5) Remember that small gestures go a LONG way - Maybe we haven't felt up to leaving the house in weeks, but you could always offer to come over with a home-cooked meal (or take-out) and a red-box rental to have a night-in. Remember, during those long periods of time when we are home-bound - it gets incredibly boring and lonely to be stuck at home all the time - Any offer to spend time with us means so much, even if it's just dropping by and insisting that we can stay in bed in our jammies and you're content to just "hang out". True friends don't need to "DO" things together all the time - sometimes just having another person to talk to (rather than text messaging or chatting online) is enough to bring us out of a really bad mood.
6) If your friend is going through a REALLY rough time (symptoms that are being terribly persistent - chronic pain that's become really bad, or depression / anxiety resulting from their inability to do much of anything at that point and time) - remember that even the SMALLEST gesture counts; A quick phone call to ask how she's feeling, a Facebook message on her wall just to let her know you miss her, a text-message chat checking in on her - it's a little thing that can go a LONG way. Emotional boosts are KNOWN to translate into improved physical symptoms - so remember that even the smallest show of love and support can make a world of difference to a friend who is trapped inside a body that isn't cooperating.
7) Bring a gift - it doesn't have to be anything expensive or elaborate: a couple of home-baked brownies, a container of your mom's home-made chicken noodle soup, a pretty candle or a good book you've already read three times- everyone loves a gift, and make sure your friend knows that you don't expect anything in return.
8) Bring them food- it becomes really easy to live off of microwave meals or skip entire days when you're not up to standing in the kitchen and cooking. If you've made a big dinner and have leftovers- why not offer to stop by your sick friend's house with a single-portion so they can re-heat it for lunch when no one is home and they aren't up to making something for them-self!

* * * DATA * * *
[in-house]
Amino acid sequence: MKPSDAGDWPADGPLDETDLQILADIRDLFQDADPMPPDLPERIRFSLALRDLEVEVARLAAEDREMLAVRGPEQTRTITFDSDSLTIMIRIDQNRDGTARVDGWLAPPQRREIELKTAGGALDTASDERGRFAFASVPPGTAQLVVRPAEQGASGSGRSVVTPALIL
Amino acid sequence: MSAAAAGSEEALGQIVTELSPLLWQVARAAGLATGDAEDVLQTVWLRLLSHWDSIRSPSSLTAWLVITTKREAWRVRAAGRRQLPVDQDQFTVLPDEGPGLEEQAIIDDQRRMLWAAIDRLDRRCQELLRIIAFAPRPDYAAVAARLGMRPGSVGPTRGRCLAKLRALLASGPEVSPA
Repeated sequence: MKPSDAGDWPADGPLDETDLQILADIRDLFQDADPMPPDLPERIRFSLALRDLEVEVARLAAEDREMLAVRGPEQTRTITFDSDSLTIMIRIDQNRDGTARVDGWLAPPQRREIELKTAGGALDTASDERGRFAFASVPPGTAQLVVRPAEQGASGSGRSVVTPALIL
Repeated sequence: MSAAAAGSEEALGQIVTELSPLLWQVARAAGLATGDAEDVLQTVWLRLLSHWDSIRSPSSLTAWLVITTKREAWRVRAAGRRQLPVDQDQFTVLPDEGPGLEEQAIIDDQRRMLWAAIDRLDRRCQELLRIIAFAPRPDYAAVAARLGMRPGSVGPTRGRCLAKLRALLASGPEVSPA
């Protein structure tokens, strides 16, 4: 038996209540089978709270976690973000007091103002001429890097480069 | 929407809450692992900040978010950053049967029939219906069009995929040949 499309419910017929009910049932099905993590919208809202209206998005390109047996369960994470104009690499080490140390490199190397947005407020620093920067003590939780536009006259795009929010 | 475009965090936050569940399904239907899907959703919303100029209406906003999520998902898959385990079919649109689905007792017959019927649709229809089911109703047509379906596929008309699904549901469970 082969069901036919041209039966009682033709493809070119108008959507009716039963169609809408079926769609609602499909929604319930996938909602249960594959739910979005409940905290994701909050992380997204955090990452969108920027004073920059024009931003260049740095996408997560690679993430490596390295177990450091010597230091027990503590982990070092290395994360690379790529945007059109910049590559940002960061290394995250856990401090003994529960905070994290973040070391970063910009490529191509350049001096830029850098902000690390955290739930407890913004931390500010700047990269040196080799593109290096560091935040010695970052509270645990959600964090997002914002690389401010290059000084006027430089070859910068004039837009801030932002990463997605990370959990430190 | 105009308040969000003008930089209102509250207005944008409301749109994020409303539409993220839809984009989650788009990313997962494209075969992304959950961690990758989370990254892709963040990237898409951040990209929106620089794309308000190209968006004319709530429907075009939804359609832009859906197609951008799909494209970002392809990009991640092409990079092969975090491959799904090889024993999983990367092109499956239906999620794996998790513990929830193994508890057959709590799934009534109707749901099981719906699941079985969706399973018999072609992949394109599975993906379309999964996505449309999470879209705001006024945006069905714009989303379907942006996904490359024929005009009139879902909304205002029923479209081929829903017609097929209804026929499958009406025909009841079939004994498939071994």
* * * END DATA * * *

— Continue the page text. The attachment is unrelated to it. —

9) Just outright ask: Is there anything I can do for you today that would make your life a little easier?
You could offer to walk their dog or to take their kid(s) to the playground for a few hours. You can drop by with a small bunch of flowers, or ask if you can throw a load of laundry in the wash for your
friend. Maybe that sink full of dishes could be put in the dishwasher or you could offer to carry their trash outside to the can?
It doesn't have to be a GRAND gesture-and no one is suggesting you offer yourself up for a full day of house-cleaning (although if your friend has recently had surgery, this could be an AWESOME group project for your circle of friends to offer!) - sometimes your sick friend is internally stressing out about the fact that it's trash night and she's simply not up to carrying that kitchen trash bag to the curb... so your offer to help with such a small chore (Even on your way out - "Hey, I'm heading out now, would you like me to take your kitchen trash bag out with me, or did anyone bring your mail in today?") -these types of offers can be so minor, but yet such a big deal to someone who is having trouble staying on top of their household chores. You just have no idea how such a simple offer can really ease the mind of someone who is feeling trapped on the couch by unrelenting symptoms.
10) My last suggestion is my favorite - because there's not a single person I can think of who wouldn't appreciate this type of gesture. It doesn't have to cost you anything, but it can make a world of difference to your friend:
Pack a mobile "wellness kit" - include a snack you know your friend enjoys (and can eat) - take along a movie (preferably something funny or that you've already seen a million times and know you'll both enjoy) and have an old-school "sleepover" style get together. Bring a hairbrush, and nail polish - give your friend a mini-manicure or paint her nails with cute designs. Do you give a good back or neck rub? If not- bring along a microwave-style heating pad, and offer it up for the persons neck and shoulders. You could offer to run a brush through your friend's hair and try a new style - a simple braid or even a pony tail or bun can make someone who is sick and really down feel like a whole new person. And who doesn't love the sensation of having someone else play with your hair? This type of mini-makeover can have lasting affects - not only do you let your friend know that you care, by planning something that doesn't require her to get up and do much of anything, but you're spending quality time, and when you leave, your friend might have really cute nails and a brain in her hair - leaving her feeling much better than she did when you arrived. There's not a person on this planet who doesn't enjoy the tingly sensation of having someone else brush their hair - a soft bristle brush is best. Or bring along a nice-scented hand lotion and give them a hand massage - this type of personal attention shows that you truly care, that you want to make them feel special and loved, and doesn't require any effort but for your sick friend to kick-back, relax and enjoy the special attention.
An old-school style sleepover- where you braid her hair, paint her fingernails and watch Clue for the 300th time can be JUST what the doctor ordered.
Do you have suggestions for what a friend could do for you to make you feel better when you're feeling bad, or have you done something special for a sick friend lately? Please share in the comments - we'd love to hear your ideas!
Life at 34, as a mother, a wife, a daughter, a friend... with Ehlers-Danlos Syndrome, nothing is easy..but it *IS* worth it.